Gender Stereotypes In Female Chaauvinist Pigs By Ariel Levy

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In “Female Chauvinist Pigs,” the author Ariel Levy writes on her point of view as to how she feels about women who abide by raunch culture. Levy believes women have to identify with several different gender stereotypes in order to participate in raunch culture. Gender stereotypes refer to simplistic generalizations of gender attributes and roles of individuals or groups. They may also be positive or negative but hardly disclose accurate information of others and reflect judgement. In addition, she categorizes the two different types of women which she considers participate in raunch culture, as one being the female chauvinist pig and the other being the “girly-girl” in order to support her arguments. In the passage, Levy’s concept of raunch …show more content…
Levy writes, “participating in it is a way both to flaunt your coolness and to mark yourself as different, tougher, looser, funnier - a new sort of loophole woman who is ‘not like the other women,’ who is instead ‘like a man.’ Or, more precisely, like a Female Chauvinist Pig” (269). When interviewing these Female Chauvinist Pigs she finds that they do not want to be like other women; in fact, they shun these so put “girly-girls” for their actions but at the same time they approve of men’s appreciation for them in order to really be like men. The Female Chauvinist Pigs try to resist general “girly-girl” stereotypes because they disapprove of women who are overly focused on their appearance. For instance, women who always have to keep their nails manicured or good shape. Levy quotes Anyssa one of the Female Chauvinist Pigs she interviewed, “Girly-girls are people who ‘starve themselves and paint their nails every fucking second’” (271). The Female Chauvinist Pigs like to uphold an image of their aggression and wit but at the same time they might have this sexy energy beneath it all too. Therefore, they …show more content…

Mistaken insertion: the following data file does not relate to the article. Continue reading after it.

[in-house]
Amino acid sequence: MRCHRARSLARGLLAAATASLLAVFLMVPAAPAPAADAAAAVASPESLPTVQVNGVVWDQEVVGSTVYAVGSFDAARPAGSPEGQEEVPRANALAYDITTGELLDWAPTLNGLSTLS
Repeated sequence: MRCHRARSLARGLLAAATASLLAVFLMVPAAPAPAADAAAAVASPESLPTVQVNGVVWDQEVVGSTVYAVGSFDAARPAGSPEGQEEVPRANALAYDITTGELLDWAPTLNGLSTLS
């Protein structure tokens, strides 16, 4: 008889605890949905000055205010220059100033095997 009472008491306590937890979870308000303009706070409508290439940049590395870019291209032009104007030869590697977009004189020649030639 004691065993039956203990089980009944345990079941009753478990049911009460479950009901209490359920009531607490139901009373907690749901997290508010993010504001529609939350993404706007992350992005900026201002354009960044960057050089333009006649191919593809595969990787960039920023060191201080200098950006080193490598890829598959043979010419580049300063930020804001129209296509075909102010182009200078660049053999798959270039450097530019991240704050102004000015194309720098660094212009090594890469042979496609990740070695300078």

Hence, they continue to give men the power over women as a whole. Levy suggests, “Even if you are a woman who achieves the ultimate and becomes like a man, you still will always be like a woman. And as long as womanhood is thought of as something to escape from, something less than manhood, you will be thought less of, too” (276). Nevertheless, Levy does not believe it is possible for women to participate in raunch culture without reinforcing stereotypes because the stereotypes that she expresses are what she believes has worked best on men as a whole historically. Thus, the stereotypes that she supports in her essay, are the most effective in gaining success in a male-dominated society. All in all, women should not be judged on their actions, as it is their choice to behave as they wish. Nevertheless, it is ok to have people like Levy who disagree with behaviors taken upon by others, if and only if, they continue to treat them as an equal. Raunch culture focuses not only on sex appeal but its control of the male observer. Be that it may, if a woman finds pleasure in holding such power over men with their sex appeal, then it should be their decision as to whether use it towards their benefit or not. Besides, it seems as if sex appeal towards men is pretty much a

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